# State Space models: rewriting the Likelihood to estimate the covariance matrix

I have a State Space model

$$\begin{matrix} Y_t & = & FX_t +R_{t}^{1/2}\epsilon_t \\ X_{t+1} & = & GX_{t}+Du_t \end{matrix}$$

where $$\epsilon_t$$ and $$u_{t}$$ distributed as $$N(0,I)$$ so that $$R_{t}^{1/2} \epsilon_{t}$$ is distributed as $$N(0,R_{t})$$. Notice the time index at $$R_{t}$$, as $$R_{t}$$ is a time-varying covariance matrix (suppose pd for simplicity). My question is: does it make any difference to compute and maximize the likelihood of $$Y_{t}$$ with respect to $$R_{t}$$ or maximize the likelihood of $$R_{t}^{-1/2}Y_{t}$$ with respect to $$R_{t}$$? The difference is that, in the latter case, you can conveniently set your covariance at the unit matrix I and write the negative log likelihood for $$R_{t}^{-1/2}Y_{t}$$ (given the parameters set $$\Theta$$ and $$X_{t}$$) to be minimized as:

$$L(R_{t}^{-1/2}Y_{t} | \Theta , X_{t} )= \sum_{t=1}^{T} log(|I|)+(R_{t}^{-1/2}Y_{t}-R_{t}^{-1/2}GX_{t})^{T}I(R_{t}^{-1/2}Y_{t}-R_{t}^{-1/2}GX_{t})$$

$$L(Y_{t} | \Theta , X_{t} )= \sum_{t=1}^{T} log(|R_{t}|)+(Y_{t}-GX_{t})^{T}R_{t}^{-1}(Y_{t}-GX_{t})$$

and minimize with respect to $$R_{t}$$. It seems what they are doing at pag. 22 here to simplify a similar problem. But I am not getting what happens to the term $$log(|I|)$$ which is indeed not comparable to $$log(|R_{t}|)$$. Are they 100% equivalent? What am I missing?

Thanks

I will try to give my interpretation here. I take your question as: "given the optimal $$\Sigma_{t}$$, does this value minimize the two log likelihoods simultaneously?" I will try to show so in an asymtptotically large sample of size $$T \rightarrow +inf$$.

Let's drop the conditional mean $$GX_{t}$$ to simplify the notation. So restate the model as

$$Y_{t}=R_{t}^{1/2} \epsilon_{t}$$

and assume that the true value of the unknown parameter $$R_{t}$$ to be estimated is $$A_{t}$$ so that the true process is $$Y_{t}=A_{t}^{1/2} \epsilon_{t}$$, which implies that $$A_{t}^{-1/2}Y_{t}=\epsilon_{t}$$ and, therefore, $$E_{t-1}(A_{t}^{-1/2}Y_{t})=E(A_{t}^{-1/2}Y_{t})=0$$. For an asympthotically large sample, the above mentioned properties should hold in the sample when its size approaches infinite and the unknown optimal value of the parameter to be estimated $$R_{t}$$ approaches $$A_{t}$$.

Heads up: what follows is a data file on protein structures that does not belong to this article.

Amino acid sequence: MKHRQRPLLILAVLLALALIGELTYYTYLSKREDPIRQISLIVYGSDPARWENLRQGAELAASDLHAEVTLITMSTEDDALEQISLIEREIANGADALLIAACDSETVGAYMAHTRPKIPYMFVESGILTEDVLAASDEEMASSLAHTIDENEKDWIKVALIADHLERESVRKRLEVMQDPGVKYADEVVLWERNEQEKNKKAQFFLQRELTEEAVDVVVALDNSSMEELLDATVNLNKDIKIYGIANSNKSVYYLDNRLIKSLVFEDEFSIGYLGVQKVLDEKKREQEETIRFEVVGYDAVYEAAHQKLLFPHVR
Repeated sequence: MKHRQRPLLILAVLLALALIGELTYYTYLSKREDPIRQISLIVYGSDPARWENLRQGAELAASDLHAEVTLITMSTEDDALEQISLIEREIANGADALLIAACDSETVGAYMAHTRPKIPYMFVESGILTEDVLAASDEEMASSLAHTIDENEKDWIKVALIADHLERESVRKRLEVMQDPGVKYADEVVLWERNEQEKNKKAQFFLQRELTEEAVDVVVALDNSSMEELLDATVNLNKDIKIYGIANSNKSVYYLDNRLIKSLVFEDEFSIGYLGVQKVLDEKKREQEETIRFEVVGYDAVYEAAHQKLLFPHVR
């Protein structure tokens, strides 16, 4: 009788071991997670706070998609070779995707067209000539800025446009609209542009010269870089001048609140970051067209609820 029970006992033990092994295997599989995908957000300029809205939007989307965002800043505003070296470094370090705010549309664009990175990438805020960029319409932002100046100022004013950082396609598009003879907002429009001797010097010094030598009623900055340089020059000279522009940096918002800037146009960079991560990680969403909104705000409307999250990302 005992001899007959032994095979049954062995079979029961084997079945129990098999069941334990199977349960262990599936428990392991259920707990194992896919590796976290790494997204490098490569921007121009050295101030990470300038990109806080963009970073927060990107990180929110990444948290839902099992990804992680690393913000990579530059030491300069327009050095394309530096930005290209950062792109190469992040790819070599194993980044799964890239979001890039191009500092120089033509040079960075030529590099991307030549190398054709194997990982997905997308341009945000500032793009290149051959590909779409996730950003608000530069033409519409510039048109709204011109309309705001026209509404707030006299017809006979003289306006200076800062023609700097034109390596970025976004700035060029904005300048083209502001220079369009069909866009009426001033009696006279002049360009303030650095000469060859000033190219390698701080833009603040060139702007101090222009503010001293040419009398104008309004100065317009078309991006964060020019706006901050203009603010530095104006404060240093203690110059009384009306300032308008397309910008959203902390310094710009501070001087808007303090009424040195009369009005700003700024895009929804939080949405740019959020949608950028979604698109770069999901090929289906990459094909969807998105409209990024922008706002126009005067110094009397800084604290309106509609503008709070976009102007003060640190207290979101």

Indeed, we know from the consistency of the MLE that, IF the model is correctly specified, then the MLE estimate converges in probability to the true value of the unknown parameter $$A_{t}$$. Clearly, if that is the true value of the paramter, it must be the true value for both the processes $$Y_{t}$$ and $$A_{t}^{-1/2}Y_{t}$$ maximizing their repsective likelihood functions.

Now let's pause for a minute and consider that, if the same parameter $$\theta$$ simultaneously minimize two functions, call them b and c, then the following happens: when the parameter is at optimum and b is at the corresponding minimum value with respect to that paramter $$min(b)_{\theta}$$, then c is simultaneously minimized with respect to the same parameter iff the difference $$min(b)_{\theta}-min(c)_{\theta}$$ is minimum. And, analogously, iff $$min(c)_{\theta}-min(b)_{\theta}$$ is maximum. This will be useful later. Let's go on.

Given the function

$$L(Y_{t} | \Theta , X_{t} )= \sum_{t=1}^{T} log(|R_{t}|)+Y_{t}^{T}R_{t}^{-1}Y_{t}$$

the last term can be re-written as

$$Y_{t}^{T}R_{t}^{-1}Y_{t}= Tr(R_{t}^{-1}Y_{t}Y_{t}^{T}))= Tr(R_{t}^{-1} (E_{t-1}(Y_{t}Y_{t}^{T}) + WN_{t}))= Tr(R_{t}^{-1}E_{t-1}(Y_{t}Y_{t}^{T}))+Tr(WN_{t})$$ where $$WN_{t}$$ is a White Noise with unconditional mean of 0 when the sample size tends to +inf and the parameter values converge at their true value. Therefore, for an asympthotically large sample, where the optimal value of the unknown parameter converges to the true value, it is easy to show that $$\sum_{t} Tr(WN_{t})$$ goes to 0. Since we know that at the optimum this term must converge to 0, we can minimize the reminder of the function with respect to the unknown parameters. The same reasoning applies in case you work with the standardized variable $$R_{t}^{-1/2}Y_{t}$$. So we minimize